With injuries plaguing the squad, Fabian Barbiero has enjoyed a run of games in the side, and unusually, despite nominally being a sitting midfielder, has also played high up the pitch, which doesn’t help fix the lack of a link between defence and attack – although in fairness, he played closer to Watson in the 3-1 defeat to Central Coast. Kosmina obviously wants his side to push back the opposition defence by pressing, but it’s too easy for a centre-back to pick out a pass between the lines.
Kosmina recently complained about a ‘lack of options’ – and in light of recent news, these decisions might take on more significance – but the decision to release Zenon Caravella and Sergio van Djik on free transfers seems bizarre if you think your squad is light on personnel. Of course, extenuating factors apply, but both would have been useful to provide experience in attack.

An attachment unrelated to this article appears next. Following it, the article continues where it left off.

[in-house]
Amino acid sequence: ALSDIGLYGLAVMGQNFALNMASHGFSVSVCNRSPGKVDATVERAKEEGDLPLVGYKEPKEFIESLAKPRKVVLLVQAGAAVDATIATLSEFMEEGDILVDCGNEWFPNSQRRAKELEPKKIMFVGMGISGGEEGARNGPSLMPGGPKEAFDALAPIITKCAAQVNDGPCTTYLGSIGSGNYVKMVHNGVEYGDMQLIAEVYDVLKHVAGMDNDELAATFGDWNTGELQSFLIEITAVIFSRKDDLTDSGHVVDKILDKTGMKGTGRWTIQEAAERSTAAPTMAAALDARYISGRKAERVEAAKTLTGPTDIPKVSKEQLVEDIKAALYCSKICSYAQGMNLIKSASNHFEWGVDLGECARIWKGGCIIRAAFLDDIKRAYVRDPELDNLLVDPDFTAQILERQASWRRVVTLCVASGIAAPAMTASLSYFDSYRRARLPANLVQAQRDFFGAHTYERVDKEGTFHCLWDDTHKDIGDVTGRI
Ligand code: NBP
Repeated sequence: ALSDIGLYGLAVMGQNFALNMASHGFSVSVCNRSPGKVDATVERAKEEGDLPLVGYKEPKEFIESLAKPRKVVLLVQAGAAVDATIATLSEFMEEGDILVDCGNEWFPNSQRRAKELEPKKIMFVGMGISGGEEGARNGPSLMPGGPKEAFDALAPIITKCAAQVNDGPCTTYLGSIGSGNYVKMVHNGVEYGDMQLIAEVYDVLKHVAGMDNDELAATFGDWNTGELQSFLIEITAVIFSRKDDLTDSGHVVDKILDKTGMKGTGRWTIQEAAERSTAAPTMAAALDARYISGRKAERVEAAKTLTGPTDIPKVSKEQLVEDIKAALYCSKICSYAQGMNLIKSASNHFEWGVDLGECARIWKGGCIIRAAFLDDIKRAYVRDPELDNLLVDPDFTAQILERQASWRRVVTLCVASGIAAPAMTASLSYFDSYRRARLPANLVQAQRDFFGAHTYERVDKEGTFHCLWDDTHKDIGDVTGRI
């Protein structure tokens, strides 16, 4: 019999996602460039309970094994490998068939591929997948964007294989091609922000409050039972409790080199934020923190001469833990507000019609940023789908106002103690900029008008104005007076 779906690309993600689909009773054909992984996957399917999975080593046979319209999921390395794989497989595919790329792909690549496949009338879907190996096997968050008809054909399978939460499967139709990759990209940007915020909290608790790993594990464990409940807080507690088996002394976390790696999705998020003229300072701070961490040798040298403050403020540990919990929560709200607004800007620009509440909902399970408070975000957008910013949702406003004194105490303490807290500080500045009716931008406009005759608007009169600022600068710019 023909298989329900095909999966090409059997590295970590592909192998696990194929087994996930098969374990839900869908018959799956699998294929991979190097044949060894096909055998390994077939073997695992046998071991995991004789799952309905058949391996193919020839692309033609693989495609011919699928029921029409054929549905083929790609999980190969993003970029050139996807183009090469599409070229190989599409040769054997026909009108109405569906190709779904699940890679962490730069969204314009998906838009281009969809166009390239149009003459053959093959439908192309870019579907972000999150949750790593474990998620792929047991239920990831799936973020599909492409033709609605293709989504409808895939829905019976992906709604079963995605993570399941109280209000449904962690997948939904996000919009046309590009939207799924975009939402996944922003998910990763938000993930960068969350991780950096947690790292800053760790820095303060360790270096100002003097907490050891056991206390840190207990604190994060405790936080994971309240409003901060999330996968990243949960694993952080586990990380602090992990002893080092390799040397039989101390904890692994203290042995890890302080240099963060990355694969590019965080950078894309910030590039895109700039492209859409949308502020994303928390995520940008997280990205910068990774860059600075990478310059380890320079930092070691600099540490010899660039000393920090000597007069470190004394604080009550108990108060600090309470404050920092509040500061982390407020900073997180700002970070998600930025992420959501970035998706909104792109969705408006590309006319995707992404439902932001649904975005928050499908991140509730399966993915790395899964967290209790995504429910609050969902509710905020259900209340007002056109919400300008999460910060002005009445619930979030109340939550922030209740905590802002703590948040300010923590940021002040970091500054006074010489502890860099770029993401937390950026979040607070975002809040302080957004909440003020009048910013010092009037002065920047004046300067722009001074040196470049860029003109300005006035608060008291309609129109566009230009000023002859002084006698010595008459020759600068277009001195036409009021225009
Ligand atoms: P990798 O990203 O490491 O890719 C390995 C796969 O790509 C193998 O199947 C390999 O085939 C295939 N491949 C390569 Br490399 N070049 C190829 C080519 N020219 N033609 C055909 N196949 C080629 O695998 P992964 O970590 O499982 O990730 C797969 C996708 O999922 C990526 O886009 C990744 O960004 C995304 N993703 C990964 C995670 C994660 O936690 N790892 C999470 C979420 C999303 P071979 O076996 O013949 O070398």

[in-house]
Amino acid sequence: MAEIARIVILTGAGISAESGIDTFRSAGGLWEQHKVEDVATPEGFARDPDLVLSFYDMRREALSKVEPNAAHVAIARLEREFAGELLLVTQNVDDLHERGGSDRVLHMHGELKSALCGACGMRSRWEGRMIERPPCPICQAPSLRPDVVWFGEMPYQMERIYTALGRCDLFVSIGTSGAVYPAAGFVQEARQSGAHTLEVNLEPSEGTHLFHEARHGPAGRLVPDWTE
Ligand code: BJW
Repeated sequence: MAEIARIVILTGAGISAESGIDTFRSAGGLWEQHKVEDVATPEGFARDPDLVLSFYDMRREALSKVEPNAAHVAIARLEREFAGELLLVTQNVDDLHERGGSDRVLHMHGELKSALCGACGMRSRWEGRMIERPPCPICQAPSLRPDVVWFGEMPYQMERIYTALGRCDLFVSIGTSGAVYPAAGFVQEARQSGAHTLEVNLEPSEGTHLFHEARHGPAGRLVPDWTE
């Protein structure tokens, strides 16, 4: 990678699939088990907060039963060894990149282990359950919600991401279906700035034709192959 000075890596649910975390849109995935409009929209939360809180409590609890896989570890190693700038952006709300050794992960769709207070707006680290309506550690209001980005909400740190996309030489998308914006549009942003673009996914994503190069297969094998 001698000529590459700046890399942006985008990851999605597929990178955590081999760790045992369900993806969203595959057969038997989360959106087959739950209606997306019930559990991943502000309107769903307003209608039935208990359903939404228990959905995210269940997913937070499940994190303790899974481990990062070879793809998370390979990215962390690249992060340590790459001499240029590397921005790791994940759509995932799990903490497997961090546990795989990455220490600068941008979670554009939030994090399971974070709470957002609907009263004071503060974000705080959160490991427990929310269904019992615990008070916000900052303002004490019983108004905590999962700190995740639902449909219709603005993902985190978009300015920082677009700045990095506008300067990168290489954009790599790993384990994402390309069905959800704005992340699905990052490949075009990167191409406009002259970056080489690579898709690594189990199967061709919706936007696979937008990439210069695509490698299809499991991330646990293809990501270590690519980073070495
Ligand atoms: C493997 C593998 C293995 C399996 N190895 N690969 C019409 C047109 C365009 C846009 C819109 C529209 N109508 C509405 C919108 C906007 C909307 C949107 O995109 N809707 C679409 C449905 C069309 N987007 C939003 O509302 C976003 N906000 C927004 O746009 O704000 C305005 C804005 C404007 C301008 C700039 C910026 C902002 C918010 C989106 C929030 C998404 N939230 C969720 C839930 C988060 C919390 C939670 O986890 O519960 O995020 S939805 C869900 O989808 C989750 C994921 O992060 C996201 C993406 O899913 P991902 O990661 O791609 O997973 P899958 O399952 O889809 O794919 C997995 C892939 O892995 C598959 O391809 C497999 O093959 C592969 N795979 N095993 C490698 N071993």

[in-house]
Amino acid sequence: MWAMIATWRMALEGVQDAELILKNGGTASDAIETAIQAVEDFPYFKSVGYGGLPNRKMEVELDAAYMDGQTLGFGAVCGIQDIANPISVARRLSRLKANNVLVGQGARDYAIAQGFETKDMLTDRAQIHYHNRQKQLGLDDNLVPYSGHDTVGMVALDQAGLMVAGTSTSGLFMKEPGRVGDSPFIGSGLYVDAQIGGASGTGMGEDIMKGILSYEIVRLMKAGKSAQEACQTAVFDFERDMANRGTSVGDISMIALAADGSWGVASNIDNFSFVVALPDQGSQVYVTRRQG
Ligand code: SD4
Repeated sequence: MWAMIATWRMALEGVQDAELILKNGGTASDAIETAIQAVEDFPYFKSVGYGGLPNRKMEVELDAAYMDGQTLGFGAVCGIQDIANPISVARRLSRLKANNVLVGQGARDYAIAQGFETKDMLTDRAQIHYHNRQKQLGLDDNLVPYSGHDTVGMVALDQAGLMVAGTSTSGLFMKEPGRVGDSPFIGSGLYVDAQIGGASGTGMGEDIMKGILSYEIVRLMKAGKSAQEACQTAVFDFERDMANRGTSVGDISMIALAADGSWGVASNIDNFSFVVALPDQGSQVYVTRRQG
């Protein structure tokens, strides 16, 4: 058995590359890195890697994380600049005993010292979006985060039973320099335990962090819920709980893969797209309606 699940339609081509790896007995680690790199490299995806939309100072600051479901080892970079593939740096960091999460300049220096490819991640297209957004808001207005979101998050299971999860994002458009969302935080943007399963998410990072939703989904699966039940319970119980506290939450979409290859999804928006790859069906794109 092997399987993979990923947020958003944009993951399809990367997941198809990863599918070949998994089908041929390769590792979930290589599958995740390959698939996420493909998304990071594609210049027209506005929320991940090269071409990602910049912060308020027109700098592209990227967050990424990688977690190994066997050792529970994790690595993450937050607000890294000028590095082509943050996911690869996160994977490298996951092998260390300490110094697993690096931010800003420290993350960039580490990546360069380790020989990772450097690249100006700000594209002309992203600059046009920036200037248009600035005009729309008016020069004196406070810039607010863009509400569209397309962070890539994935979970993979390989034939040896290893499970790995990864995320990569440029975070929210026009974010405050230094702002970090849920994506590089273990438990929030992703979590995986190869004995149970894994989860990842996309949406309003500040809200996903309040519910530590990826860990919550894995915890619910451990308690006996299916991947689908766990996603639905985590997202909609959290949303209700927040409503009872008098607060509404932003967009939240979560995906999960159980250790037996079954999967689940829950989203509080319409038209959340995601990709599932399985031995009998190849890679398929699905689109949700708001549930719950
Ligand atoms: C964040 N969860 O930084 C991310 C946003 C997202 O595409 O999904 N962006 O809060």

Behind these attacking options is a hard working ‘water carrier’ –Malik was hugely impressive in that role and was on the fringes of Holger Oseick’s squad for the East Asian Cup, but he’s apparently been made the fall guy for Adelaide’s dip in form, and been replaced by the versatile Watson, who covered for the injured Daniel Bowles at right-back for the first half of the season (and briefly played there under Rini Coolen), but is clearly not a regular in that position.
Bowles is a far more natural defender – although his passing leaves a bit to be desired – and scampers up and down the touchline to good effect. On the opposite side, Cassio readily motors forward on the overlap, but his attacking contribution varies between games, as Ramsay likes to stay wide, which limits the space available for the Brazilian.
In the centre, there are four options: Jon McKain, Nigel Boogaard, Anthony Golec and Iain Fyfe – the latter is the most limited technically and was poor against the Heart, but positions himself well. He has a good partnership with Boogard, who appears to be first choice, despite being prone to lapses in concentration.
That makes sense if McKain is used in midfield, which is where he played in his late cameo against the Mariners. Golec shouldn’t be underrated either – his partnership with Boogaard was the key to a good run of clean sheets at the start of the season.